As an at-will state, Florida allows employers to fire any worker at any time — and for almost any reason. Restrictions exist, however. Employers cannot terminate employees on the basis of race, gender, religion, age, or pregnancy. They also cannot legally fire employees in retaliation for whistleblowing.
Unfortunately, many Florida employers fail to abide by protective state and federal legislation. Employees’ best option for recourse? Wrongful termination lawsuits. These aim to hold employers accountable while also allowing employees to obtain damages for lost wages. Many workers do not realize their potential for wrongful termination compensation, as no two cases look exactly alike. To get a better feel for wrongful termination in Florida, check out these helpful examples:
Workers’ Compensation for PTSD and Other Mental Health Issues
Many employers willingly cooperate with workers’ compensation when physical injuries are involved but change their colors for mental health issues. A prime example that hit headlines in March, 2018: A former Florida firefighter sued the City of Orlando for wrongful termination, claiming that he was fired due to his efforts to obtain workers’ compensation for PTSD. The firefighter’s condition emerged following the Pulse Nightclub shooting of 2016. Prior to his termination, he was highlighted as the 2017 Firefighter of the Year in recognition of his “selfless acts of heroism and bravery.”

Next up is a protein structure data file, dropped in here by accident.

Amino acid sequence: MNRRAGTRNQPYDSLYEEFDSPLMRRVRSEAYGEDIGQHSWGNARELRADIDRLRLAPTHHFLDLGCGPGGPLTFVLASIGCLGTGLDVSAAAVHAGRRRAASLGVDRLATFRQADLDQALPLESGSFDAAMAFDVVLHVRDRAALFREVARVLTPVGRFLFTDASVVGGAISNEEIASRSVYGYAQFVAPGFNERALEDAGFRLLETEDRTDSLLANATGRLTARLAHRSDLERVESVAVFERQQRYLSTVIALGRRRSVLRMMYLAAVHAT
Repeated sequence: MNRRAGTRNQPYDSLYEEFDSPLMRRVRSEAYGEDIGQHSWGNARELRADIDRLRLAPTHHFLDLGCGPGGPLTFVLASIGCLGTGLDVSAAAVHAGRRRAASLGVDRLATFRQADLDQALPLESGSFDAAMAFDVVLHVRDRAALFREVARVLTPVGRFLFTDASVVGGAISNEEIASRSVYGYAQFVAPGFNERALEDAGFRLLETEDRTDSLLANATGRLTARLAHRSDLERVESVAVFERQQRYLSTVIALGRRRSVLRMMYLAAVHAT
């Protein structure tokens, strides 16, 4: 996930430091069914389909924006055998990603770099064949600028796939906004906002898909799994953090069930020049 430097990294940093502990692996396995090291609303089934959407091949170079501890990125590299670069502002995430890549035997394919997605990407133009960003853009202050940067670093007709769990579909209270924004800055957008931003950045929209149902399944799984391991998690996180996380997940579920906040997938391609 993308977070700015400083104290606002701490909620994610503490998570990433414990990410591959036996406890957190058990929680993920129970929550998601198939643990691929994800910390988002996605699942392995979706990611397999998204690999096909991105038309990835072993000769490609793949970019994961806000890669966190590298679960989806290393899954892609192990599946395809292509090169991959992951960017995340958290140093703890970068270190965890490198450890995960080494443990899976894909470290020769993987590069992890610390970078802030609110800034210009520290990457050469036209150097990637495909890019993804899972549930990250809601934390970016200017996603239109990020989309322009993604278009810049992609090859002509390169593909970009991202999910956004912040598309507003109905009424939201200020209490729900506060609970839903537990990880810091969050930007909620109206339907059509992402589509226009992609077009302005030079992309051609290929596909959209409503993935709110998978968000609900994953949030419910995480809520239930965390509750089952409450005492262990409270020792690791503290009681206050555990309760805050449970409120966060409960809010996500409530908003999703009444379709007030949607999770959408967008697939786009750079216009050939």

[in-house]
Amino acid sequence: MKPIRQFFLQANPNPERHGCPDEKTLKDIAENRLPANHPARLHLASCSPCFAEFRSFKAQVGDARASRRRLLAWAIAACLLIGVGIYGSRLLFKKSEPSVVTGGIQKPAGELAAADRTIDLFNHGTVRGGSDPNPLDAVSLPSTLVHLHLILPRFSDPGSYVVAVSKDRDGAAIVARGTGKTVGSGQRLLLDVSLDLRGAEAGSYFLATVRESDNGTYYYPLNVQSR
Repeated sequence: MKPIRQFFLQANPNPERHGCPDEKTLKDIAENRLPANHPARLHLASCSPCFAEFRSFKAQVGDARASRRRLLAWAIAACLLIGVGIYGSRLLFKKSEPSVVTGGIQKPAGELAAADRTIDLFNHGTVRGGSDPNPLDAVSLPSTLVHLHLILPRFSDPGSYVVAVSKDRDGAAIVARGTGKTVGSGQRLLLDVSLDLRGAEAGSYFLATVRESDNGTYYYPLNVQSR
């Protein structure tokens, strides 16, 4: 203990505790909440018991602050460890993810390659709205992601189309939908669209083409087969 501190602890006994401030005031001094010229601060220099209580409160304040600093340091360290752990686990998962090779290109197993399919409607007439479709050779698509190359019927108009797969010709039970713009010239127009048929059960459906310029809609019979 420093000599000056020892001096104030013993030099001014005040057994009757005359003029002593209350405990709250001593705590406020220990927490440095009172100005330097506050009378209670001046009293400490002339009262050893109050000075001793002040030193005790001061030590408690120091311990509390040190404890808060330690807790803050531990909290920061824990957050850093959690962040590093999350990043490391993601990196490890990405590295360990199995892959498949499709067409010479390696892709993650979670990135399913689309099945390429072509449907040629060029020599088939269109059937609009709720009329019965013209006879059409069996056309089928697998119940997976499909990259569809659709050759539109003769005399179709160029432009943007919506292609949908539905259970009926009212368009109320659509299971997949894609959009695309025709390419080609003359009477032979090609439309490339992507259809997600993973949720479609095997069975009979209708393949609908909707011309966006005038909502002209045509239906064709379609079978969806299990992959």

Similar cases may involve employees suffering PTSD due to car crashes or other accidents that occur in the line of work. While employers may not refer to this condition (and the need for workers’ compensation) as the actual cause of termination, employees in such cases argue that other reasons for dismissal are mere excuses meant to cover the employer’s discriminatory behavior.
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A number of successful lawsuits have addressed wrongful termination based on an employee’s medical condition. When a disabling medical condition affects an employee’s ability to complete job tasks, the employer should offer accommodation whenever possible. And a health condition should not be the reason a worker is dismissed.
A recent example is a case recently litigated in the U.S. District Court in Fort Lauderdale. In July, 2018, a Brower County jury awarded an employee $775,000 for disability discrimination that culminated in her termination. The plaintiff, who is deaf, was written up by her managers for speaking too loudly into a video phone supplied by the company. After she complained about this treatment which amounted to discrimination due to her disability, she was suspended and then terminated.
Sexual Harassment and Termination
It is often the case that sexual harassment at work ends in wrongful termination. In addition to sexual comments and propositions, harassment may also include coercion and retaliation. For example, an employee’s boss might suggest she can improve her position at the company — or prevent dismissal — by going along with his sexual demands. Known as a quid pro quo cause of action, this type of conduct can lead to a wrongful termination or constructive (forced resignation) termination case.